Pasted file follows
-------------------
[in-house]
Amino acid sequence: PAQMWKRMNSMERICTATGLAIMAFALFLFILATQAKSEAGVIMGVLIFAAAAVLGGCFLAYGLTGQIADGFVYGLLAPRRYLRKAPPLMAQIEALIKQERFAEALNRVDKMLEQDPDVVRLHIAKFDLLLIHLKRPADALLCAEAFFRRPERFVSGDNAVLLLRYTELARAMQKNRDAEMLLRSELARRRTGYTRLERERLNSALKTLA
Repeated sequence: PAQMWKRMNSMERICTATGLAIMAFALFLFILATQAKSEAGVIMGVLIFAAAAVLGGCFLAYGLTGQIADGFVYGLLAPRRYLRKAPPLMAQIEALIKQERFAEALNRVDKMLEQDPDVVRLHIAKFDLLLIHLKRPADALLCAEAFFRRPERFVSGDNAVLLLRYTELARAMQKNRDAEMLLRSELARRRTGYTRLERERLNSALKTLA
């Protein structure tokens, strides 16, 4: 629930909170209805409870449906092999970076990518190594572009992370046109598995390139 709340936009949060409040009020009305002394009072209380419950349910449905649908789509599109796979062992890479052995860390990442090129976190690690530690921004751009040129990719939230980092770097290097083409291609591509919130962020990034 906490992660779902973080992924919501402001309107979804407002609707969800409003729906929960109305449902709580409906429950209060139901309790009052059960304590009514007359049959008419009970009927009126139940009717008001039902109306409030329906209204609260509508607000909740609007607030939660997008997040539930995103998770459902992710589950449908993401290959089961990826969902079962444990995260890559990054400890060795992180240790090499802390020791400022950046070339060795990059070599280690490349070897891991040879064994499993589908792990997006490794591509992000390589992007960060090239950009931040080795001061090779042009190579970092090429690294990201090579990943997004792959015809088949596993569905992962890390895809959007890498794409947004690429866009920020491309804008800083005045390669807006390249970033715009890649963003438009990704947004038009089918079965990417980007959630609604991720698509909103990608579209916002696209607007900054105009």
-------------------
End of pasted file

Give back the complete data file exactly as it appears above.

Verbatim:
[in-house]
Amino acid sequence: PAQMWKRMNSMERICTATGLAIMAFALFLFILATQAKSEAGVIMGVLIFAAAAVLGGCFLAYGLTGQIADGFVYGLLAPRRYLRKAPPLMAQIEALIKQERFAEALNRVDKMLEQDPDVVRLHIAKFDLLLIHLKRPADALLCAEAFFRRPERFVSGDNAVLLLRYTELARAMQKNRDAEMLLRSELARRRTGYTRLERERLNSALKTLA
Repeated sequence: PAQMWKRMNSMERICTATGLAIMAFALFLFILATQAKSEAGVIMGVLIFAAAAVLGGCFLAYGLTGQIADGFVYGLLAPRRYLRKAPPLMAQIEALIKQERFAEALNRVDKMLEQDPDVVRLHIAKFDLLLIHLKRPADALLCAEAFFRRPERFVSGDNAVLLLRYTELARAMQKNRDAEMLLRSELARRRTGYTRLERERLNSALKTLA
């Protein structure tokens, strides 16, 4: 629930909170209805409870449906092999970076990518190594572009992370046109598995390139 709340936009949060409040009020009305002394009072209380419950349910449905649908789509599109796979062992890479052995860390990442090129976190690690530690921004751009040129990719939230980092770097290097083409291609591509919130962020990034 906490992660779902973080992924919501402001309107979804407002609707969800409003729906929960109305449902709580409906429950209060139901309790009052059960304590009514007359049959008419009970009927009126139940009717008001039902109306409030329906209204609260509508607000909740609007607030939660997008997040539930995103998770459902992710589950449908993401290959089961990826969902079962444990995260890559990054400890060795992180240790090499802390020791400022950046070339060795990059070599280690490349070897891991040879064994499993589908792990997006490794591509992000390589992007960060090239950009931040080795001061090779042009190579970092090429690294990201090579990943997004792959015809088949596993569905992962890390895809959007890498794409947004690429866009920020491309804008800083005045390669807006390249970033715009890649963003438009990704947004038009089918079965990417980007959630609604991720698509909103990608579209916002696209607007900054105009």